First time buyers do not have to pay stamp duty on properties under £300,000. You’ll find loads more detail about it and what you’ll end up paying in our stamp duty guide. In general, though, you’ll pay a higher stamp duty rate the more your house is worth.
These are slightly different to home buyer’s reports and are also not a legal requirement. A building survey is conducted by a professional surveyor who will look at the property you’re hoping to buy in detail and make an assessment of its condition.
Building surveys are essential if you’re looking at buying an older or listed property. These are more likely to have structural damage or be very expensive to maintain. The survey will lay out what might need to be fixed, how urgent it is, and even state a potential cost. If you get a building survey done, expect to pay anywhere between £500 and £1,300.
Another cost you’ll want to think about when moving house is the physical move itself. Suppose you’ve got many belongings (including furniture) to shift from your old property to your new one. In that case, it’s bound to cost more than if you’re just moving a few suitcases.
It’s worth going through a professional removal company. You’ll be able to get quotes from both local and national removal firms online or over the phone. The figure they give you should consider the number of things you need to move, the distance, labour, and whether you want everything professionally packed or not.
If you’re moving from one side of the country to the other, you may also have to factor in paying for storage or accommodation for the removal drivers. To give you an idea of what you could end up paying, the average cost of moving the contents of a 3-bed house across 50 miles (excluding assembly or packaging costs) is currently about £800.
It’s not always quite as simple as putting an offer down and everything running smoothly. There could be a range of things that prevent you from completing, from the building’s condition to the seller’s own buying status.
Get out a notepad (or the notes app on your phone) and jot down the following queries to ask the estate agent or seller when looking around a property:
When was the house built?
Is it a listed property? If so, what grade?
How long has it been on the market?
What is the local neighbourhood like?
Why is the owner selling, and how long have they lived here?
Is the seller in a chain?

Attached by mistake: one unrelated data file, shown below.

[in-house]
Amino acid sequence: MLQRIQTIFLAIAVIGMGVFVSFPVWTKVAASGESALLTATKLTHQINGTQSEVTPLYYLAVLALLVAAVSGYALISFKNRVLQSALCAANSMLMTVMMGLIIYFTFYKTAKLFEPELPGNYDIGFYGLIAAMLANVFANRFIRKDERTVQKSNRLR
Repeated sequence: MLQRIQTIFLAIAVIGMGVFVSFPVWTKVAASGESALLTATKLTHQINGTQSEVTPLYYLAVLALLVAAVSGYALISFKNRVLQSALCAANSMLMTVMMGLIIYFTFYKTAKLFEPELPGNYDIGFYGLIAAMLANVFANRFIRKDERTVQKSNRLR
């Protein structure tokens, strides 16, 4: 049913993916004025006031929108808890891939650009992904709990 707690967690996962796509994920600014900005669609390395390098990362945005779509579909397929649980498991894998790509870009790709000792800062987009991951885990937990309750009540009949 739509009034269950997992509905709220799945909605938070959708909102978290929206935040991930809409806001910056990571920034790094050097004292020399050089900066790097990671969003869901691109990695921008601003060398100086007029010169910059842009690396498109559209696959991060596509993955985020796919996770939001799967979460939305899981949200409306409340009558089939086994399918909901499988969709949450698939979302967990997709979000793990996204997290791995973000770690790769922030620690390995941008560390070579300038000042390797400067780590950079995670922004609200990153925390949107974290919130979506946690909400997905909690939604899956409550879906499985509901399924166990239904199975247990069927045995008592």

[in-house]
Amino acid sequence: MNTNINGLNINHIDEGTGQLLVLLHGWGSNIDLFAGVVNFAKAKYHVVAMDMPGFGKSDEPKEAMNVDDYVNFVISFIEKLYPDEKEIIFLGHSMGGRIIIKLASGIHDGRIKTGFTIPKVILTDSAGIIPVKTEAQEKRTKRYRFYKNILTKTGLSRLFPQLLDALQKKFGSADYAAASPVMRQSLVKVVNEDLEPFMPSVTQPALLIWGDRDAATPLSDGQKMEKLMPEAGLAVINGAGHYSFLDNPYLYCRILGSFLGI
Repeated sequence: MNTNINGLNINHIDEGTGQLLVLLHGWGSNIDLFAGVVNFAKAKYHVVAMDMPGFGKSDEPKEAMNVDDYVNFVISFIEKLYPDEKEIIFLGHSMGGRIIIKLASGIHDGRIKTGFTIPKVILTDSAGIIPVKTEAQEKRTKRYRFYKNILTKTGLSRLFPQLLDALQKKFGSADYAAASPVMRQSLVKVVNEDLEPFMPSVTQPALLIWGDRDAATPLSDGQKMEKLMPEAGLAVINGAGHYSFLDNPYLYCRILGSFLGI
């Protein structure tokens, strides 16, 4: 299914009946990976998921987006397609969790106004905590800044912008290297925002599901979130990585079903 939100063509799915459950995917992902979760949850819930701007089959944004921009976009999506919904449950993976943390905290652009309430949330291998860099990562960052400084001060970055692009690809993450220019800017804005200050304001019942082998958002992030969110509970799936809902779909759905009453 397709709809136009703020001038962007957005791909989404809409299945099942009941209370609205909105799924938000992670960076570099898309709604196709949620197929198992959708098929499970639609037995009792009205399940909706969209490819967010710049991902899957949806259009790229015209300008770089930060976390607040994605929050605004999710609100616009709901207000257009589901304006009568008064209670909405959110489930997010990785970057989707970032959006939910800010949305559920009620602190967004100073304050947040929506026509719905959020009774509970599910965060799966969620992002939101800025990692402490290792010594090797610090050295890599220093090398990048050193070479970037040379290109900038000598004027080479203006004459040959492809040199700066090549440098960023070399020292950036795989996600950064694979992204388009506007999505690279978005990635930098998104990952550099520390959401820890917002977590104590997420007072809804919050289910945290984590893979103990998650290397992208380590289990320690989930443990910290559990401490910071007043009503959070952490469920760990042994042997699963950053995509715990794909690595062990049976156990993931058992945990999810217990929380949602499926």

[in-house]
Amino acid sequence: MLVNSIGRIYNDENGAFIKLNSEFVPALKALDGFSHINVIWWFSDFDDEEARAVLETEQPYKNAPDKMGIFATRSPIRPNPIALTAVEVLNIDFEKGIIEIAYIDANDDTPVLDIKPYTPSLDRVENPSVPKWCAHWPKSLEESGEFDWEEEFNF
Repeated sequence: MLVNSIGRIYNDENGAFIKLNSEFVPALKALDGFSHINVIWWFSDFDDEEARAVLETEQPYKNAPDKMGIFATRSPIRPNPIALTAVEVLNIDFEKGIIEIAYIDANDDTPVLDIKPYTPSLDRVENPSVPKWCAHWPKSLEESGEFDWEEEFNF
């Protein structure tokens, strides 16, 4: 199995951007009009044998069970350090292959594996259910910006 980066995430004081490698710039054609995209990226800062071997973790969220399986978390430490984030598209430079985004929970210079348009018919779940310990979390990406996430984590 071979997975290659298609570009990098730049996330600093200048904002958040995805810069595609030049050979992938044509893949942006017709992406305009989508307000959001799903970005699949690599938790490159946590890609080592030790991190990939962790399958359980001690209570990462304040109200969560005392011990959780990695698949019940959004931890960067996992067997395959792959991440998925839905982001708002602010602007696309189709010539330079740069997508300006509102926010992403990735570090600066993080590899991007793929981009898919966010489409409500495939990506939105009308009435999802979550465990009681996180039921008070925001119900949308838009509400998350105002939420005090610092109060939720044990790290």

Have there been any recent renovations completed on the property?
Are there any planning applications nearby that might affect the property’s view or value in the future?
Is there anything included in the sale besides the building, e.g., fixtures and fittings or land?
What is the boundary of the property?
If you’re serious about buying a home, you may also want to look it up on the Land Registry before you view it. This is a government database which gives you information about house sales across the UK. You’ll be able to see if the property you like has gone up or down in value since it was last sold. If it’s gone down, prepare to ask the agent why that might be.
Estate agents are legally obligated to tell the truth. Nevertheless, for things like details about the area or how loud the neighbours are, you might be better off asking a local.
Even if you have some answers already, there are still things to ask the seller before a house becomes yours. For instance:
Where the water, electricity, and gas meters are
How to turn the water off in an emergency
When the bins and recycling are collected
If any of the fixtures (like wooden countertops) need regular maintenance
If any of the appliances are included in the sale and where their manuals are
Where/how the thermostat works
Depending on your specific property, you might think of a few other things to ask the old owners, too. It’s well worth putting together a list of possible queries; overall, it’ll help make your big move go much more smoothly.
As well as all the nitty-gritty of mortgages and surveys, you’ll want to make a moving house checklist of other tasks, too. Typical things include:
Changing all the bills over to your name (and contacting your current providers to say you’re moving out)
Contacting your new local council about council tax
Redirecting your post from your old address
Getting your building and home insurance sorted (this is a requirement of many mortgage lenders)
Securing quotes from a few different removal companies to get the best price for your moving day
Doing a clear-out of any belongings you no longer need – the less you have to move, the cheaper it’ll be! The same goes for furnishings – ask yourself whether they’ll fit and suit your new home. If they won’t, sell them or donate them to charity
And you’re ready! When packing up your belongings, it’s good practice to:
Label all your boxes
Not overpack your boxes and containers (it makes them trickier to move and more likely to break)
Spread out heavy items rather than piling them all together
Follow all these tips, and your house move should go off without a hitch! Want more expert advice on what to expect when buying a new property? Check out our moving house hub page.